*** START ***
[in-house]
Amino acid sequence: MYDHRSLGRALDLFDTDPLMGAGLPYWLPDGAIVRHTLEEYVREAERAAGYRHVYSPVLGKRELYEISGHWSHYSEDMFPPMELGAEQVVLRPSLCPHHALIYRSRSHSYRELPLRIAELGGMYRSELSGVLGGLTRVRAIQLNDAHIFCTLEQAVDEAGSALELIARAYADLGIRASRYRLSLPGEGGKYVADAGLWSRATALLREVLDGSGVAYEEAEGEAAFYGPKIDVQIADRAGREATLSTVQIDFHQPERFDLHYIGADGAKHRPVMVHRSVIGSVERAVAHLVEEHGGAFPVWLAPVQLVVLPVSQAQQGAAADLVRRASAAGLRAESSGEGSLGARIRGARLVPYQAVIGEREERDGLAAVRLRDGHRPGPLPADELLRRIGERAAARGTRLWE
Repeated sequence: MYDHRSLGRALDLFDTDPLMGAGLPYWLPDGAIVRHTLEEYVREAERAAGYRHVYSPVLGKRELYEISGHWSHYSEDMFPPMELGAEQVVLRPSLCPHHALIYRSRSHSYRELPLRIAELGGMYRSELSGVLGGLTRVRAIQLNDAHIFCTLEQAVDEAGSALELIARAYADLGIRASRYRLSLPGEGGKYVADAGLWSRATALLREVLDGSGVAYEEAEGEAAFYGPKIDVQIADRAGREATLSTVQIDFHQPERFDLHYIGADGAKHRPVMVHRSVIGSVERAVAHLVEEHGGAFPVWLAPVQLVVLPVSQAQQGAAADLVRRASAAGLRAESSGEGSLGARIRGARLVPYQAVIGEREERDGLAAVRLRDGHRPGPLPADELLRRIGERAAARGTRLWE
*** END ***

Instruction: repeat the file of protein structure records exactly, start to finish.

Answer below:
[in-house]
Amino acid sequence: MYDHRSLGRALDLFDTDPLMGAGLPYWLPDGAIVRHTLEEYVREAERAAGYRHVYSPVLGKRELYEISGHWSHYSEDMFPPMELGAEQVVLRPSLCPHHALIYRSRSHSYRELPLRIAELGGMYRSELSGVLGGLTRVRAIQLNDAHIFCTLEQAVDEAGSALELIARAYADLGIRASRYRLSLPGEGGKYVADAGLWSRATALLREVLDGSGVAYEEAEGEAAFYGPKIDVQIADRAGREATLSTVQIDFHQPERFDLHYIGADGAKHRPVMVHRSVIGSVERAVAHLVEEHGGAFPVWLAPVQLVVLPVSQAQQGAAADLVRRASAAGLRAESSGEGSLGARIRGARLVPYQAVIGEREERDGLAAVRLRDGHRPGPLPADELLRRIGERAAARGTRLWE
Repeated sequence: MYDHRSLGRALDLFDTDPLMGAGLPYWLPDGAIVRHTLEEYVREAERAAGYRHVYSPVLGKRELYEISGHWSHYSEDMFPPMELGAEQVVLRPSLCPHHALIYRSRSHSYRELPLRIAELGGMYRSELSGVLGGLTRVRAIQLNDAHIFCTLEQAVDEAGSALELIARAYADLGIRASRYRLSLPGEGGKYVADAGLWSRATALLREVLDGSGVAYEEAEGEAAFYGPKIDVQIADRAGREATLSTVQIDFHQPERFDLHYIGADGAKHRPVMVHRSVIGSVERAVAHLVEEHGGAFPVWLAPVQLVVLPVSQAQQGAAADLVRRASAAGLRAESSGEGSLGARIRGARLVPYQAVIGEREERDGLAAVRLRDGHRPGPLPADELLRRIGERAAARGTRLWE